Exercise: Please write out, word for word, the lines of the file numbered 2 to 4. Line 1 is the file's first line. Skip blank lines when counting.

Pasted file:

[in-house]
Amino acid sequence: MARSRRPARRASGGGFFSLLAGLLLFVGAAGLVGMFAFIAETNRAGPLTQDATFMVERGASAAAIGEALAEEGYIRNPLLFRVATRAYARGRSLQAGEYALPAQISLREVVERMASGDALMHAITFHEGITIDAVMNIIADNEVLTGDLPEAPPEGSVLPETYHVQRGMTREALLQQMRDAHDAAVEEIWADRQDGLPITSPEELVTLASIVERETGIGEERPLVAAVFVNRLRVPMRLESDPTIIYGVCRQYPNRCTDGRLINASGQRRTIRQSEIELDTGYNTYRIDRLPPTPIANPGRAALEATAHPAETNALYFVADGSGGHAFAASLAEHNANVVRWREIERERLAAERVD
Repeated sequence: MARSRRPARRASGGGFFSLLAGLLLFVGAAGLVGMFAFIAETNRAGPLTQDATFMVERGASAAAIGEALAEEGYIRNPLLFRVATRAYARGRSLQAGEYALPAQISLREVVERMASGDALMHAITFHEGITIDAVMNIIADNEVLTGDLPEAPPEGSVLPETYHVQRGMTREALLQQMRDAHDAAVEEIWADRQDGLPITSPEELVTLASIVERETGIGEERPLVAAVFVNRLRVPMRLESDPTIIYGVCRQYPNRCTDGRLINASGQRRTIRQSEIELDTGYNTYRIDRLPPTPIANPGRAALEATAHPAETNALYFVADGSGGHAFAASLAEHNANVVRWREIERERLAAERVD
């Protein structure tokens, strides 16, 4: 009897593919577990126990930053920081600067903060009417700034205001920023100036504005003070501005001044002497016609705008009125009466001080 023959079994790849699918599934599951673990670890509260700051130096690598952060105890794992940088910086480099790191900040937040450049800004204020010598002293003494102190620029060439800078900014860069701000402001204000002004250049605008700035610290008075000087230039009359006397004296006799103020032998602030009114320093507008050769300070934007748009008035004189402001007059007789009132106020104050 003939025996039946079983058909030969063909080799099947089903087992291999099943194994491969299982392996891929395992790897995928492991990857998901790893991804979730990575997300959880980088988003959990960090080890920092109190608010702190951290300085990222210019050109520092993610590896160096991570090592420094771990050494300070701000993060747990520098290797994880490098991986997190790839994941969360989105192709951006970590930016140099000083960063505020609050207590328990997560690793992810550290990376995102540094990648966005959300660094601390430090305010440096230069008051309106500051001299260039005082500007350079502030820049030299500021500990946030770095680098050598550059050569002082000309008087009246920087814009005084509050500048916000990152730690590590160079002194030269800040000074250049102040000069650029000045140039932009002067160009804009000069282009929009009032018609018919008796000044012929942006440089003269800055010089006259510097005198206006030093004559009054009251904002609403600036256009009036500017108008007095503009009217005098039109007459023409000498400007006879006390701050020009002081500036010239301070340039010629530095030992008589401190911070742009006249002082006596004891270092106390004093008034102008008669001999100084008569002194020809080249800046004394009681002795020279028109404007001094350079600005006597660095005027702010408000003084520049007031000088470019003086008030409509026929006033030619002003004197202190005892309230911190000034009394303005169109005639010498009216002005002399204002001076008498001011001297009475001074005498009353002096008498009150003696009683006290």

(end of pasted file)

Amino acid sequence: MARSRRPARRASGGGFFSLLAGLLLFVGAAGLVGMFAFIAETNRAGPLTQDATFMVERGASAAAIGEALAEEGYIRNPLLFRVATRAYARGRSLQAGEYALPAQISLREVVERMASGDALMHAITFHEGITIDAVMNIIADNEVLTGDLPEAPPEGSVLPETYHVQRGMTREALLQQMRDAHDAAVEEIWADRQDGLPITSPEELVTLASIVERETGIGEERPLVAAVFVNRLRVPMRLESDPTIIYGVCRQYPNRCTDGRLINASGQRRTIRQSEIELDTGYNTYRIDRLPPTPIANPGRAALEATAHPAETNALYFVADGSGGHAFAASLAEHNANVVRWREIERERLAAERVD
Repeated sequence: MARSRRPARRASGGGFFSLLAGLLLFVGAAGLVGMFAFIAETNRAGPLTQDATFMVERGASAAAIGEALAEEGYIRNPLLFRVATRAYARGRSLQAGEYALPAQISLREVVERMASGDALMHAITFHEGITIDAVMNIIADNEVLTGDLPEAPPEGSVLPETYHVQRGMTREALLQQMRDAHDAAVEEIWADRQDGLPITSPEELVTLASIVERETGIGEERPLVAAVFVNRLRVPMRLESDPTIIYGVCRQYPNRCTDGRLINASGQRRTIRQSEIELDTGYNTYRIDRLPPTPIANPGRAALEATAHPAETNALYFVADGSGGHAFAASLAEHNANVVRWREIERERLAAERVD
């Protein structure tokens, strides 16, 4: 009897593919577990126990930053920081600067903060009417700034205001920023100036504005003070501005001044002497016609705008009125009466001080 023959079994790849699918599934599951673990670890509260700051130096690598952060105890794992940088910086480099790191900040937040450049800004204020010598002293003494102190620029060439800078900014860069701000402001204000002004250049605008700035610290008075000087230039009359006397004296006799103020032998602030009114320093507008050769300070934007748009008035004189402001007059007789009132106020104050 003939025996039946079983058909030969063909080799099947089903087992291999099943194994491969299982392996891929395992790897995928492991990857998901790893991804979730990575997300959880980088988003959990960090080890920092109190608010702190951290300085990222210019050109520092993610590896160096991570090592420094771990050494300070701000993060747990520098290797994880490098991986997190790839994941969360989105192709951006970590930016140099000083960063505020609050207590328990997560690793992810550290990376995102540094990648966005959300660094601390430090305010440096230069008051309106500051001299260039005082500007350079502030820049030299500021500990946030770095680098050598550059050569002082000309008087009246920087814009005084509050500048916000990152730690590590160079002194030269800040000074250049102040000069650029000045140039932009002067160009804009000069282009929009009032018609018919008796000044012929942006440089003269800055010089006259510097005198206006030093004559009054009251904002609403600036256009009036500017108008007095503009009217005098039109007459023409000498400007006879006390701050020009002081500036010239301070340039010629530095030992008589401190911070742009006249002082006596004891270092106390004093008034102008008669001999100084008569002194020809080249800046004394009681002795020279028109404007001094350079600005006597660095005027702010408000003084520049007031000088470019003086008030409509026929006033030619002003004197202190005892309230911190000034009394303005169109005639010498009216002005002399204002001076008498001011001297009475001074005498009353002096008498009150003696009683006290």